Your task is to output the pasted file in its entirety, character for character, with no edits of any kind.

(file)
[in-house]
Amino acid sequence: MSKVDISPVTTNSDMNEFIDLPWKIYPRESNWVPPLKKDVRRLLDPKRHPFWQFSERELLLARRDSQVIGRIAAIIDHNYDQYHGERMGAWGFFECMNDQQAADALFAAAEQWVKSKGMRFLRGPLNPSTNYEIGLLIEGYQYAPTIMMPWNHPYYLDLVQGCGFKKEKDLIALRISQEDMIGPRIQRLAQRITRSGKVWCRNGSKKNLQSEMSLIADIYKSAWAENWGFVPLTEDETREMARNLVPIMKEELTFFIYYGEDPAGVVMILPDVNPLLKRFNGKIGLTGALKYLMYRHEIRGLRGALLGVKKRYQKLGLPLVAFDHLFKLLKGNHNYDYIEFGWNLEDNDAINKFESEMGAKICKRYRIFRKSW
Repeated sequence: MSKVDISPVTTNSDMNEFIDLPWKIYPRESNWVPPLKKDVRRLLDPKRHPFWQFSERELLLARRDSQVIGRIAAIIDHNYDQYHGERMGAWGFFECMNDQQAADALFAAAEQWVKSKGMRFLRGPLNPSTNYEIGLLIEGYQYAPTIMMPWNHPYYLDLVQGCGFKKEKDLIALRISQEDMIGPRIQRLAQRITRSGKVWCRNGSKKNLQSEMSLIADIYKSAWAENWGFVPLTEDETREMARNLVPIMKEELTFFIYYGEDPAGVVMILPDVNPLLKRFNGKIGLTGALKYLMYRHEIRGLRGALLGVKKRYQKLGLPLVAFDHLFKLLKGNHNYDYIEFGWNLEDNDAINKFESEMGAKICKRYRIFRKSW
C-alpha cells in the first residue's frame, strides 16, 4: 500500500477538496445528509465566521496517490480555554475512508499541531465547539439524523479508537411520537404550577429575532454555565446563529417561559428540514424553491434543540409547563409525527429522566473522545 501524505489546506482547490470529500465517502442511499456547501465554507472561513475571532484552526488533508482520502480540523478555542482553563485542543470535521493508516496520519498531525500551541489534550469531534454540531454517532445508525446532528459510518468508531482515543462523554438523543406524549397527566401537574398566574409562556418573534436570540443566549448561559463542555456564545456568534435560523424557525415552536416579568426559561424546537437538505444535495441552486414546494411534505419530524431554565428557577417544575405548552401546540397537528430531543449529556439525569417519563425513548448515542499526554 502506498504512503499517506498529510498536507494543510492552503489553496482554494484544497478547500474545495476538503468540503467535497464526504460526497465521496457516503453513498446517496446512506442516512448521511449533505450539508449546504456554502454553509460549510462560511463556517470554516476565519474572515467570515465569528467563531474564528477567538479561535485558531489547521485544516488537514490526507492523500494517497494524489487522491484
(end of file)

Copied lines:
[in-house]
Amino acid sequence: MSKVDISPVTTNSDMNEFIDLPWKIYPRESNWVPPLKKDVRRLLDPKRHPFWQFSERELLLARRDSQVIGRIAAIIDHNYDQYHGERMGAWGFFECMNDQQAADALFAAAEQWVKSKGMRFLRGPLNPSTNYEIGLLIEGYQYAPTIMMPWNHPYYLDLVQGCGFKKEKDLIALRISQEDMIGPRIQRLAQRITRSGKVWCRNGSKKNLQSEMSLIADIYKSAWAENWGFVPLTEDETREMARNLVPIMKEELTFFIYYGEDPAGVVMILPDVNPLLKRFNGKIGLTGALKYLMYRHEIRGLRGALLGVKKRYQKLGLPLVAFDHLFKLLKGNHNYDYIEFGWNLEDNDAINKFESEMGAKICKRYRIFRKSW
Repeated sequence: MSKVDISPVTTNSDMNEFIDLPWKIYPRESNWVPPLKKDVRRLLDPKRHPFWQFSERELLLARRDSQVIGRIAAIIDHNYDQYHGERMGAWGFFECMNDQQAADALFAAAEQWVKSKGMRFLRGPLNPSTNYEIGLLIEGYQYAPTIMMPWNHPYYLDLVQGCGFKKEKDLIALRISQEDMIGPRIQRLAQRITRSGKVWCRNGSKKNLQSEMSLIADIYKSAWAENWGFVPLTEDETREMARNLVPIMKEELTFFIYYGEDPAGVVMILPDVNPLLKRFNGKIGLTGALKYLMYRHEIRGLRGALLGVKKRYQKLGLPLVAFDHLFKLLKGNHNYDYIEFGWNLEDNDAINKFESEMGAKICKRYRIFRKSW
C-alpha cells in the first residue's frame, strides 16, 4: 500500500477538496445528509465566521496517490480555554475512508499541531465547539439524523479508537411520537404550577429575532454555565446563529417561559428540514424553491434543540409547563409525527429522566473522545 501524505489546506482547490470529500465517502442511499456547501465554507472561513475571532484552526488533508482520502480540523478555542482553563485542543470535521493508516496520519498531525500551541489534550469531534454540531454517532445508525446532528459510518468508531482515543462523554438523543406524549397527566401537574398566574409562556418573534436570540443566549448561559463542555456564545456568534435560523424557525415552536416579568426559561424546537437538505444535495441552486414546494411534505419530524431554565428557577417544575405548552401546540397537528430531543449529556439525569417519563425513548448515542499526554 502506498504512503499517506498529510498536507494543510492552503489553496482554494484544497478547500474545495476538503468540503467535497464526504460526497465521496457516503453513498446517496446512506442516512448521511449533505450539508449546504456554502454553509460549510462560511463556517470554516476565519474572515467570515465569528467563531474564528477567538479561535485558531489547521485544516488537514490526507492523500494517497494524489487522491484